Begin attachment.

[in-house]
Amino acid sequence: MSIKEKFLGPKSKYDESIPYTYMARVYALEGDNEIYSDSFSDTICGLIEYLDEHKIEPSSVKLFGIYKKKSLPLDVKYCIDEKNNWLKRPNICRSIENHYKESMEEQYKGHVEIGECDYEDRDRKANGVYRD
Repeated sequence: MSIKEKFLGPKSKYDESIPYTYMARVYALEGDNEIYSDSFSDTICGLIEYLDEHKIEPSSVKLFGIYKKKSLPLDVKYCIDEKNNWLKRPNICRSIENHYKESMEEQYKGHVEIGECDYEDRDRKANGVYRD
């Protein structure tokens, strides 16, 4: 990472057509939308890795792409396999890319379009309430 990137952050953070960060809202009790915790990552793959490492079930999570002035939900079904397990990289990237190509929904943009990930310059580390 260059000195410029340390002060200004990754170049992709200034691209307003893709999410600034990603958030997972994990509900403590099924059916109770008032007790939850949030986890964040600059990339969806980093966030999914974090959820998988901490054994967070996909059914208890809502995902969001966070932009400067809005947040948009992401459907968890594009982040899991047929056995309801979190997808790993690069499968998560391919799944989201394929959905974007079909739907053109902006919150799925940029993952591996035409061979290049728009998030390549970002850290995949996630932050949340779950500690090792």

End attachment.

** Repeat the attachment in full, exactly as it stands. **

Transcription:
[in-house]
Amino acid sequence: MSIKEKFLGPKSKYDESIPYTYMARVYALEGDNEIYSDSFSDTICGLIEYLDEHKIEPSSVKLFGIYKKKSLPLDVKYCIDEKNNWLKRPNICRSIENHYKESMEEQYKGHVEIGECDYEDRDRKANGVYRD
Repeated sequence: MSIKEKFLGPKSKYDESIPYTYMARVYALEGDNEIYSDSFSDTICGLIEYLDEHKIEPSSVKLFGIYKKKSLPLDVKYCIDEKNNWLKRPNICRSIENHYKESMEEQYKGHVEIGECDYEDRDRKANGVYRD
């Protein structure tokens, strides 16, 4: 990472057509939308890795792409396999890319379009309430 990137952050953070960060809202009790915790990552793959490492079930999570002035939900079904397990990289990237190509929904943009990930310059580390 260059000195410029340390002060200004990754170049992709200034691209307003893709999410600034990603958030997972994990509900403590099924059916109770008032007790939850949030986890964040600059990339969806980093966030999914974090959820998988901490054994967070996909059914208890809502995902969001966070932009400067809005947040948009992401459907968890594009982040899991047929056995309801979190997808790993690069499968998560391919799944989201394929959905974007079909739907053109902006919150799925940029993952591996035409061979290049728009998030390549970002850290995949996630932050949340779950500690090792």